“Writing the Apocalypse” is a weekly series featuring the poems, essays, and recollections of Puma Perl, with subject matter influenced by her experiences as a NYC resident during the COVID-19 pandemic.
The Writer: May His Memory Be Blessed | BY PUMA PERL
Mr. Savage, you’re not dead yet?
And leave my rent-controlled apartment?
I’m living to the age of 99 just to torture you.
An 11th Street studio with an alcove,
heart of the Village, an old walkup,
45 years of Marlboros staining the walls,
not much heat in the winter, and a landlord
who still comes around for the rent.
It was their monthly routine.
Mr. Savage, you’re not dead yet?
I don’t know when the jokes stopped,
maybe with the first wheelchair
or the oxygen tanks or the ambulances.
Definitely with the pandemic.
Death stopped laughing.
Savage was an amiable guy who didn’t much like people
but loved women, whether or not he liked them.
He liked the Thai family in the laundromat next door
and the guys from Agata’s Gourmet Grocery
who delivered his food, and me and Jack Henry
and my kids and a smattering of old friends.
He liked his memories of working at the Cedar Tavern,
referred to his place as his “pad,” Amiri Baraka as “Roi,”
spent his afternoons on the same brown sinking couch
where Cecil Taylor used to sit when he visited,
and the women were all called “Baby” and “Sweetie.”
I remember meeting him one night for dinner.
It was a good hair day, plus boots and leather jacket.
I watched him watching me cross Second Avenue,
his appreciation lighting me up, making me feel
like Sophia Loren in a Patti Smith t-shirt.
We had dinner at the Noodle Shop
and went our own ways to watch the playoffs.
Baseball, a pint of Häagen-Dazs, a book by his side
made for a good night with few regrets.
At times like that I still saw the tall, angry boy,
several years older than I, whom I met
in a Coney Island basement when I was a kid.
He and my best friend were in love, crazy love,
walking miles in the rain singing songs love.
I still picture them on the boardwalk,
backs pressed against the wall,
the “you and me against the world, baby”
already ingrained, shaping their lives forever.
Treating myself, he’d say about a thick steak
and a working girl on New Year’s Eve or his birthday,
a hard-covered copy of the latest Philip Roth,
some Thelonious Monk in the background.
Trapped by the pandemic, his great mind began to slip.
One day he asked me what “enjambment” meant.
For a poet of his stature, it’s like Tom Seaver
forgetting the meaning of a fastball.
(The Yankees were his heart, but he’d root for the Mets.)
As his body rebelled he’d look back and say
all in all it was a good life, wonderful women,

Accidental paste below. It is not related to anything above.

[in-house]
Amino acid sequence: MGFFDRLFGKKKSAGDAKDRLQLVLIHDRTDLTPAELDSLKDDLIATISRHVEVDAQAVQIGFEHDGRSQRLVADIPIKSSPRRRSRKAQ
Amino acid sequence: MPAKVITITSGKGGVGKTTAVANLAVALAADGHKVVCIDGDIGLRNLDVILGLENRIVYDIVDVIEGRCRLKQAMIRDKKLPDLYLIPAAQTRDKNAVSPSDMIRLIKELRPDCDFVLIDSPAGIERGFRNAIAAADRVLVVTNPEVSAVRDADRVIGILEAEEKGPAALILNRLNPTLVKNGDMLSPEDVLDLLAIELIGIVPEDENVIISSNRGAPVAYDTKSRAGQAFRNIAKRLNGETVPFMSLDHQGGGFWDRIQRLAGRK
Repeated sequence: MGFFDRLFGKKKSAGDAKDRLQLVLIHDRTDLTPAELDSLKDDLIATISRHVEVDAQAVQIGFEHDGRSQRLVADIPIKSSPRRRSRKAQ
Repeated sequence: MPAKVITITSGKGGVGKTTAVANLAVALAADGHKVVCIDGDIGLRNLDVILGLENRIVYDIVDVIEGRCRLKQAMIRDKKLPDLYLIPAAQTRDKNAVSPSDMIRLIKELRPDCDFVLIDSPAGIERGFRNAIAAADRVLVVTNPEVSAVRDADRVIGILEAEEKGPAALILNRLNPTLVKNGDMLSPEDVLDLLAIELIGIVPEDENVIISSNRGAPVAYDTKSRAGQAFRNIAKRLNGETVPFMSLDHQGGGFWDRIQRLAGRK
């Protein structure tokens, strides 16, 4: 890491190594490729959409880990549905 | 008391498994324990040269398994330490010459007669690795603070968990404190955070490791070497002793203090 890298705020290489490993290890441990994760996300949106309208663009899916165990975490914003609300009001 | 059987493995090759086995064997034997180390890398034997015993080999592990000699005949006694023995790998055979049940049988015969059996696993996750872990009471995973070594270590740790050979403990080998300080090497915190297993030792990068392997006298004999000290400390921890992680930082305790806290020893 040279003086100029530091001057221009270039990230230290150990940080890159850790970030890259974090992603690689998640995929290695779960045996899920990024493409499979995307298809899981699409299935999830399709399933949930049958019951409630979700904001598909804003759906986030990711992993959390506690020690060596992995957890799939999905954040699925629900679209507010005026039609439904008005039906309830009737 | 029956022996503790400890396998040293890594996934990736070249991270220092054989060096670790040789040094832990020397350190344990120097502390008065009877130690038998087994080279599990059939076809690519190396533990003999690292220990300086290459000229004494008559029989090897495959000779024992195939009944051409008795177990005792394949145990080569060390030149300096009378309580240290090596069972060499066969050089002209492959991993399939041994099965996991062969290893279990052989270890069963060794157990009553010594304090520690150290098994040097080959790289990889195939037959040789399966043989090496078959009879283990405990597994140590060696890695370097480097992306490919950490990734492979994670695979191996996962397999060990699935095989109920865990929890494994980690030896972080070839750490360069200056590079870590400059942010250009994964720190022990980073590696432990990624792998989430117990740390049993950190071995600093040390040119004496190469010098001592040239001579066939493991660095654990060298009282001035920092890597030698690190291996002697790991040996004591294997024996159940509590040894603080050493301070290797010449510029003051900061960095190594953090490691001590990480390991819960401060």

great music, he always worked, and still had
a couple of letters from Bukowski in his drawer.
I’ve been a lucky guy, he’d say, sitting in the stuffy
room in late afternoon light, tubes wrapped around his
desk chair, cigarettes hidden in a file, deep breaths
filled with dust, one flight of stairs impassable without help.
I’ve had a good life, he’d say,
I’m one of the luckiest guys alive.
Luck, he’d repeat, don’t ever underestimate it.
We work and plan and scheme and pray
but dumb providence calls the shots.
Now I am bereft with no one else to mourn,
and I am angry at every life lost
and the nonchalance of the response.
I message Jack, the only person I know who cares
besides the stranger who tracked me down.
Jack produces a stellar poem ten minutes later.
I’m jealous of that poem, choked on words.
More will come, Jack assures me,
You were closer. Different speeds of recognition.
On the Writer’s birthday, the same days as Monk’s,
and two days before my father’s, I dream of both,
embodied by Broadway shows and Allen Ginsburg.
In his memory I wear good black jeans,
a lot of eye make-up and a Veniero’s tee-shirt,
and sit at the computer trying to write
a poem he’d have liked, something true.
He’d have told me straight out if he didn’t,
and he’d have been able to tell me why.
We talked about poetry and Coney Island
and wild cards and escaping Brooklyn,
sun drenched stoops, Monk and Coltrane,
but we never discussed the next stop.
As Jews, we don’t go anywhere
except back to the earth,
we don’t rest in peace,
he’s not looking down at me,
he’s not reading this poem,
he’s not in pain, he’s not joyous,
he’s just gone.
The apartment will be painted,
the brown couch will sink into the street.
I hope his brother saves Bukowski’s letters
and the book of plays signed by Harold Pinter.
So, Mr. Savage, I say, I hear you’re finally dead.
Nah Baby, he answers with the Savage chuckle.
Soul’s still percolating.
And I set the little bastard’s kitchen on fire before I left.
May your memory be blessed.
© puma perl, 10/12/20
Puma Perl is a poet and writer, with five solo collections in print. The most recent is Birthdays Before and After (Beyond Baroque Books, 2019.) She is the producer/creator of Puma’s Pandemonium, which brings spoken word together with rock and roll, and she performs regularly with her band Puma Perl and Friends. She’s received three New York Press Association awards in recognition of her journalism, and is the recipient of the 2016 Acker Award in the category of writing. Her most recent books can be found by clicking here.
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